The Easy Way to Attempt Content Marketing for MSP
Content Marketing, or Inbound Marketing, is a buzz word in the marketing world, just as Cloud is a buzz word in the IT industry. Over the last few years, it became a marketing standard for all kinds of services and products, IT included. With the Internet overflowing with different content, content marketing has become very time consuming and competitive. But the good news is there are some easy things you can do to attempt content marketing without hiring an army of agencies and writers.
These are must-haves for your website. When you have a happy customer, don’t hesitate to ask them for a short testimonial, just like you would ask them for referrals. To save some time, you can prepare a text yourself and send it to your customer for review. In most cases, they will be happy to do it, as long as it’s being posted with their permission. The best time to ask for a testimonial is right after the successful finish of a project or when you solve a serious issue for your customer. In other words, catch a moment when the customer is happy and is more willing to share their positive experience with you.
A few tips for writing testimonials:
- Make it short; 250 words is enough. If there’s more to say, then still try to keep it under 500 words. Longer pieces look like bragging, and no one likes reading them.
- Make it personal. In every customer story, there’s something personal that means more to them than your price range or response time. At some point, you hit the trigger that made them trust you. Find this trigger and make it the focus of the testimonial.
- Avoid clichés, like “they are always there when I need them” or “their incredible team is ready to pick up the phone 24/7.” It sounds like you are trying to put your own sales pitch into your customer’s mouth, and it won’t create a genuine impression of your company.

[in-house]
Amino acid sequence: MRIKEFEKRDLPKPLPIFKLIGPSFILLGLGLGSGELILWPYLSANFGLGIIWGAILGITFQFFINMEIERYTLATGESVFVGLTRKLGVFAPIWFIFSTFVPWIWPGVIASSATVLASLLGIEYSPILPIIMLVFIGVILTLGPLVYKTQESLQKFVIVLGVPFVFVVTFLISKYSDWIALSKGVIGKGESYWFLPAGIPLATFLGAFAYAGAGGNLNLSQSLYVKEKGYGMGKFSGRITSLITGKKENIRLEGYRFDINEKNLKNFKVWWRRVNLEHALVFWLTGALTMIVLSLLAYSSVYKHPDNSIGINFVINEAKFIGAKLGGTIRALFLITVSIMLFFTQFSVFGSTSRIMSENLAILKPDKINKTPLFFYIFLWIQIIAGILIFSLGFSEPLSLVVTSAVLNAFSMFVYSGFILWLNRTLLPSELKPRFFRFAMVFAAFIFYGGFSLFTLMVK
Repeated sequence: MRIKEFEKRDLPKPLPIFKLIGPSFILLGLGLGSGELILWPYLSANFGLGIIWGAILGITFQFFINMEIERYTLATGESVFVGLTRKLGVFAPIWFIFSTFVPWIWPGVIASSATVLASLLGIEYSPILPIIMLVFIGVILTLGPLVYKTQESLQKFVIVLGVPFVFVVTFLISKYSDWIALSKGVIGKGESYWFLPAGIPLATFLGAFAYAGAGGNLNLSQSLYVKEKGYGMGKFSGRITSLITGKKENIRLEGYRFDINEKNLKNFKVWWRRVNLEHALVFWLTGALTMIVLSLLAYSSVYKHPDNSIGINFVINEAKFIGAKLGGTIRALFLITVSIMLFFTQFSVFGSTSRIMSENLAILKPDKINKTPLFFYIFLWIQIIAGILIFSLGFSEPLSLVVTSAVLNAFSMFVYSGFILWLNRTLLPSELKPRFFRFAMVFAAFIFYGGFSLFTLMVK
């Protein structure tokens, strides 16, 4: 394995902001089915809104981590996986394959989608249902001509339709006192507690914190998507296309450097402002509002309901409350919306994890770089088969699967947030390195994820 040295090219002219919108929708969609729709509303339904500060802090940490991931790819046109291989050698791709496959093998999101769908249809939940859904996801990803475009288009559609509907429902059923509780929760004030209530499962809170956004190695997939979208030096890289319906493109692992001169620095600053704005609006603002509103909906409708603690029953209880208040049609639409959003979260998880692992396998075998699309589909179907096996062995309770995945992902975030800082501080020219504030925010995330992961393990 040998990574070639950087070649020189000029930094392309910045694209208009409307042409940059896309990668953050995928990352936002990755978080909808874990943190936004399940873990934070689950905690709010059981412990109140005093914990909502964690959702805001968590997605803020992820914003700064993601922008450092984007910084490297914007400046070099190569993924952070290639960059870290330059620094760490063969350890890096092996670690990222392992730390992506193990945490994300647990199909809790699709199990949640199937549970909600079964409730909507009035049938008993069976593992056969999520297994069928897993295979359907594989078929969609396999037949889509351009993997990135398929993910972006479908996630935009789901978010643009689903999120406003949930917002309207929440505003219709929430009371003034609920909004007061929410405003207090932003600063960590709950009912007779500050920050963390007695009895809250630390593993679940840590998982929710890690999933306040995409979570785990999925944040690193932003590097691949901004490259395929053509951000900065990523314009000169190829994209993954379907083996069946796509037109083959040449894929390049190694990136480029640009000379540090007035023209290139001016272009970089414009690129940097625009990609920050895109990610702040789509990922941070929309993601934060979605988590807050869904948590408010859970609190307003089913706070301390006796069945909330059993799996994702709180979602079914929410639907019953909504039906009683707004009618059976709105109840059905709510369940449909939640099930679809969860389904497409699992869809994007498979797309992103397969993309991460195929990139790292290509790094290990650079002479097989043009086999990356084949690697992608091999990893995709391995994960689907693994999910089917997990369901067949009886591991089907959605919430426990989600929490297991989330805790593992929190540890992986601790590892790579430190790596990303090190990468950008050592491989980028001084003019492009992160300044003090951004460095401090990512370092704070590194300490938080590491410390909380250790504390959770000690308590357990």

- Avoid badmouthing your competitors. Let’s say your customer had a bad experience with another IT service provider, and then you came along and saved the day. You can always name the issue without naming the one who created it or failed to solve it.
Many of these same principals work for case studies. But with case studies, you have a great chance to show off your expertise when applied to a real scenario. In our every-day work, we often don’t see how one project stands out from the others, and we are hesitant to write a bunch of similar case studies. Set your case study apart by using your customer’s specific challenge or goal as a centerpiece.
A few tips for writing case studies:
- It doesn’t have to be short, but it does have to be structured. Clearly highlight the important statements and numbers. Segment your case study by “before-after” or “challenge-solution.” We created THIS TEMPLATE for you to use as a starting point.
- Always clearly identify the customer’s industry. It will help you and your sales teams filter case studies down to the those relevant to the specific vertical. Nowadays, customers want to see your experience with their business field. It is very likely that the school district won’t be impressed by your case study with the local hospital.
- Always create both a document version and a web version. Why? So your sales reps can attach a nicely designed and branded PDF when they email their prospects.
Video format is getting more and more popular, and it’s likely to overtake written content in the next year or two. If you look, you will notice that every single social media platform now hosts short or long video formats, including short stories (Facebook and Instagram) and live streaming (YouTube, Facebook). What’s more, Twitter and LinkedIn made directly posted videos more visible for the audience than those you embed to the post with a YouTube link. Every social channel is pulling the video blanket their way. They want to own your video, not borrow it from YouTube.
Why is this? Videos grab viewers’ attention and are easier to consume than written text. And more importantly, it’s easier for social media to monetize video content than anything else.
Videos are now impacting your SEO. Three to four years ago, only written description, closed captions and comments mattered for search engines. Today, Google’s AI can recognize visual images and even listen and understand videos. Your videos are being thoroughly analyzed and ranked in the search results.
Luckily for all of us, it has never been easier to produce short videos, even with our mobile devices. A three minute “tip of the day” video posted three times a week on your YouTube channel or a Facebook page will increase your online visibility within two months. Although, if you want to put customers’ testimonials into video, I would highly suggest investing in good production.
The best approach to content marketing is a multi-pronged one. Videos, case studies, and testimonials should work together to draw in and convert prospects.